How do you write a will?
A will aims to honour your final wishes. Those wishes usually cover to whom you pass your assets, who is responsible for ensuring this happens and how your remains will be dealt with.
The assets and liabilities covered by your will (estate assets) are those owned by you. Assets owned jointly, held in trusts or under life insurance policies that nominate beneficiaries are not part of your estate and so are not covered by your will.
A client provided in his will for half of his assets to go to two children from his first marriage and the rest to his wealthy second wife. His assets were all properties owned jointly with his wife. Joint asset laws provide for the properties to fall automatically to his wife's sole ownership on his death, leaving his sons disinherited. We rearranged his asset holdings.
Estate assets are dealt with when your will is deemed valid. This is the probate, or proving, process. The Hong Kong Probate Office must confirm it's your last will, properly drafted, in good condition and voluntarily signed by the person making it in the presence of two witnesses who are not beneficiaries.
If you have assets in other countries your Hong Kong will might also go through probate there before they can be dealt with. Proving a will from another country can be a longer process. If you have assets elsewhere, consider a separate will in that country for those assets.
The probate process will take least a year so it's practical to have a joint bank account so a spouse and/or children have money to live on.
If you die without a valid will your estate will be divided in accordance with Hong Kong's Intestates Estate Ordinance. A quick look at its provisions may convince you that your final wishes will not be honoured in that quarter.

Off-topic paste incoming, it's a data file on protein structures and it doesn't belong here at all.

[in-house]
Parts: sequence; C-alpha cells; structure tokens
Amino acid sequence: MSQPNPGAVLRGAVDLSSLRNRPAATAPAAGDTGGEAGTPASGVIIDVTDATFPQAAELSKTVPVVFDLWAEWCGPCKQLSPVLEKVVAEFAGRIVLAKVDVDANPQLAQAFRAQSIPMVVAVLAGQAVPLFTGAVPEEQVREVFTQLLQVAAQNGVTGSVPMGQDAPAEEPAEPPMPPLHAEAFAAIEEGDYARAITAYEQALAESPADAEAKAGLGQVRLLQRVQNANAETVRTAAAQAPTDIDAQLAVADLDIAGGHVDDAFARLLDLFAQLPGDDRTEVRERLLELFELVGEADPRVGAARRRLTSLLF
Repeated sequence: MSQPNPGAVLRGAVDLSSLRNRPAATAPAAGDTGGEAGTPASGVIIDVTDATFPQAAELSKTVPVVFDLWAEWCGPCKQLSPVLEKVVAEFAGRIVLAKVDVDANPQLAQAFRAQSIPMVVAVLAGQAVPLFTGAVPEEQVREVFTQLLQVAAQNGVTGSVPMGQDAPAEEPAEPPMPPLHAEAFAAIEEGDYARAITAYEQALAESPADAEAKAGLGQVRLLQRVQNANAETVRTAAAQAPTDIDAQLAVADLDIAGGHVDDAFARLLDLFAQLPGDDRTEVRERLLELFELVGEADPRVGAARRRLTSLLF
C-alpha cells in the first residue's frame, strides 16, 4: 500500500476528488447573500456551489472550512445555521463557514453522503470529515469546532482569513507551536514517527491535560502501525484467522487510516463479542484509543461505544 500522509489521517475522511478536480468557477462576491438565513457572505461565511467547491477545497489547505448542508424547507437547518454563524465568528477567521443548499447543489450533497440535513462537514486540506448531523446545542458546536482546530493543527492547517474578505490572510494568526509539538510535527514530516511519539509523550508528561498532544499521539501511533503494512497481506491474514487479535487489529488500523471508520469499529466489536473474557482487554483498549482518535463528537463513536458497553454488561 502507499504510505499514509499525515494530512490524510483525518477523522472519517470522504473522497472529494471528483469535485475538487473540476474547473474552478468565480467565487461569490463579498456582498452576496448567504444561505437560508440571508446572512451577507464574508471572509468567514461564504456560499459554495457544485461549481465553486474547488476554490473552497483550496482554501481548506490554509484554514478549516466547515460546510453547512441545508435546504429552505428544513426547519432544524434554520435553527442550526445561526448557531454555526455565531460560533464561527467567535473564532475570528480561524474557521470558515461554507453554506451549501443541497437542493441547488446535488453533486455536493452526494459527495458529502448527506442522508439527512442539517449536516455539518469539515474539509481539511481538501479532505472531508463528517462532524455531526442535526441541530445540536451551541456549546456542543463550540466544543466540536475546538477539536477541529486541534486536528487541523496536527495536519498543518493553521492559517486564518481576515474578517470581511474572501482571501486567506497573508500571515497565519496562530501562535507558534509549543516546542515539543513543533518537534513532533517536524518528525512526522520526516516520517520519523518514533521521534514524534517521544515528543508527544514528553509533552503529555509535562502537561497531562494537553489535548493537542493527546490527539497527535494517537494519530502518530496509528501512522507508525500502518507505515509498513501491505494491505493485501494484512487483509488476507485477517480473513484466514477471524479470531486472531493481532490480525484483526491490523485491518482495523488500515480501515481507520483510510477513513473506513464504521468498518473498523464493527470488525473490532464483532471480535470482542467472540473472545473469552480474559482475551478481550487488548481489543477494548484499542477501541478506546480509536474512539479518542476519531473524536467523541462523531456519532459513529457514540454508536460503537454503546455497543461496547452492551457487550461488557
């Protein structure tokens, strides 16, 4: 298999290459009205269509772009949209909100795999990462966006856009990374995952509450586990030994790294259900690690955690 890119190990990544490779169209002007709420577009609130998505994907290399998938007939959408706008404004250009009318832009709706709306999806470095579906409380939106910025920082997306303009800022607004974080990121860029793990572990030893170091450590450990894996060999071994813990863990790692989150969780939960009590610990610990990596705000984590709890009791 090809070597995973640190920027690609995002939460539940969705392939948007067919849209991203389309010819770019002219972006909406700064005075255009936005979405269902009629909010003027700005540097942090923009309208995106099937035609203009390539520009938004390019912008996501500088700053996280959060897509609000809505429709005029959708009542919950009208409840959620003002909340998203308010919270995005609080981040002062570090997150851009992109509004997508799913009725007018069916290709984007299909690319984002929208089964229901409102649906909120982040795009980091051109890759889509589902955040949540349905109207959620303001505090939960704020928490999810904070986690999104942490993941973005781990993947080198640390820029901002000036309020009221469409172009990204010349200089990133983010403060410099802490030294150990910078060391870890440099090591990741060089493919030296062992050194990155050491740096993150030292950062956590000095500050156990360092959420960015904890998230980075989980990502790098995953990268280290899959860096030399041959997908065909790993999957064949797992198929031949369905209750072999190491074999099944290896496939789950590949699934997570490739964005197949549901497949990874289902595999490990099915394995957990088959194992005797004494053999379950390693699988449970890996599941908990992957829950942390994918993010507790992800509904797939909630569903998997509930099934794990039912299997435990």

Hong Kong has no inheritance tax. This lulls Hongkongers into a belief they don't need a will to manage this tax so few people here have a will. "People overlook that marriage, divorce, guardianship of children, creditor protection and business succession planning are all reasons for having a current and valid will," says Katie Graves, an estate planning expert at Withers.
Your will does not usually list all your assets as these change. Instead it states the percentage split of your estate among beneficiaries after carving out specific assets - for example your snuff bottle collection to a favourite niece or nephew.
Keep your will current and buy assets in a name that fits your final wishes. Update asset values. Tom, a collector of music memorabilia, says: "I'm stupidly apprehensive that some things are more valuable than they appear. It would be tragic if they ended up in a skip."
Several companies and law firms in Hong Kong specialise in will writing. Costs vary according to the complexity of your assets, where they are held, and where the beneficiaries are. Costs can be contained by providing a current statement of assets and liabilities and a clear idea of your wishes.
Your will can be registered with a law firm or will-writing company. A copy of your latest assets and liabilities statement, and your will, might be held with your financial adviser.
A detailed discussion with an expert will writer may flush out issues you haven't considered. Additional cost is worthwhile if your will is valid, benefits are optimised, and your final wishes are honoured.
The views presented are of a general nature. For specific advice, talk to a professional planner. See the column archive at scmp.com/askmelanie